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ABC News got a copy of the text in question.
Turns out that the “secret society” that has conservatives wondering whether there was an organized attempt to undermine President Donald Trump may have just been a throw-away joke.
Conservative media has been ablaze over supposed text messages between FBI lawyer Lisa Page and senior FBI agent Peter Strzok after Rep. Trey Gowdy (R-S.C.) suggested that the texts showed that the two agents, who were having an affair, considered having a “first meeting” of a “secret society.” Meanwhile, Sen. Ron Johnson (R-Wisc.) said the texts seemed to be linked to a whistleblower who told lawmakers there were “secret off-site meetings” with numerous high-level FBI agents.
The “secret society” texts come as Republican lawmakers continue to try and cast doubt around the integrity of the FBI and Special Counsel Robert Mueller‘s investigation into Russian interference in the 2016 election.
But, as it turns out, a copy of the text obtained by ABC News appears to show that the reference to a “secret society” was made in jest.
“Are you even going to give out your calendars? Seems kind of depressing. Maybe it should just be the first meeting of the secret society,” Page wrote to Strzok.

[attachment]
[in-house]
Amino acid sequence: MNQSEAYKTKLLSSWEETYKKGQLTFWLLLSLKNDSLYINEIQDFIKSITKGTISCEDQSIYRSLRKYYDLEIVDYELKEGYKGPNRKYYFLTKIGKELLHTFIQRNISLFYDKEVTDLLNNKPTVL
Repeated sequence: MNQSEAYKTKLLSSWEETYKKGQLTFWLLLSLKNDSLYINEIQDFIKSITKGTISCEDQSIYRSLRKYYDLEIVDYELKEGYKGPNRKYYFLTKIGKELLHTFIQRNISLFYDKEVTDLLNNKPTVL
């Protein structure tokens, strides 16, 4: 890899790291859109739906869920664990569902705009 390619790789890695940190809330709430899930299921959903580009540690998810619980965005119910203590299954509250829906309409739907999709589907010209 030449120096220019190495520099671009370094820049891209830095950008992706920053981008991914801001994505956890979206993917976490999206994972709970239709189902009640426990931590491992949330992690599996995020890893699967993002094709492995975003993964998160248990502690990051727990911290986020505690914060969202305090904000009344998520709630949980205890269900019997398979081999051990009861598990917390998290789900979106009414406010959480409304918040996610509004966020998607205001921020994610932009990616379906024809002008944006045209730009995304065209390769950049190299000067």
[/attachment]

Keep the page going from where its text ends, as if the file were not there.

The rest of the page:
There were no other ties to other messages obtained by the news outlet.
Strzok was removed from Mueller’s investigation following the discovery of initial anti-Trump texts between him and Page. Page worked briefly for Mueller’s investigation and was removed before the discovery of the texts was made public.
The fervor around the “secret society” texts coincided with the FBI announcing they could not find five months of text messages between Strzok and Page, roughly between December 2016 and May 2017. The glitch that caused this reportedly occurred in one out of every 10 FBI phones. Conservatives rallied behind a hashtag, #FindTheTexts, which when combined with the “secret society” suggestion, created talks of a vast conspiracy against Trump.
Trump weighed in on the missing texts on Wednesday night, asking where the “50,000 important text messages” went.
You can read all of ABC News’ report here.
Andrew Wyrich is a politics staff writer for the Daily Dot, covering the intersection of politics and the internet. Andrew has written for USA Today, NorthJersey.com, and other newspapers and websites. His work has been recognized by the Society of the Silurians, Investigative Reporters & Editors (IRE), and the Society of Professional Journalists (SPJ).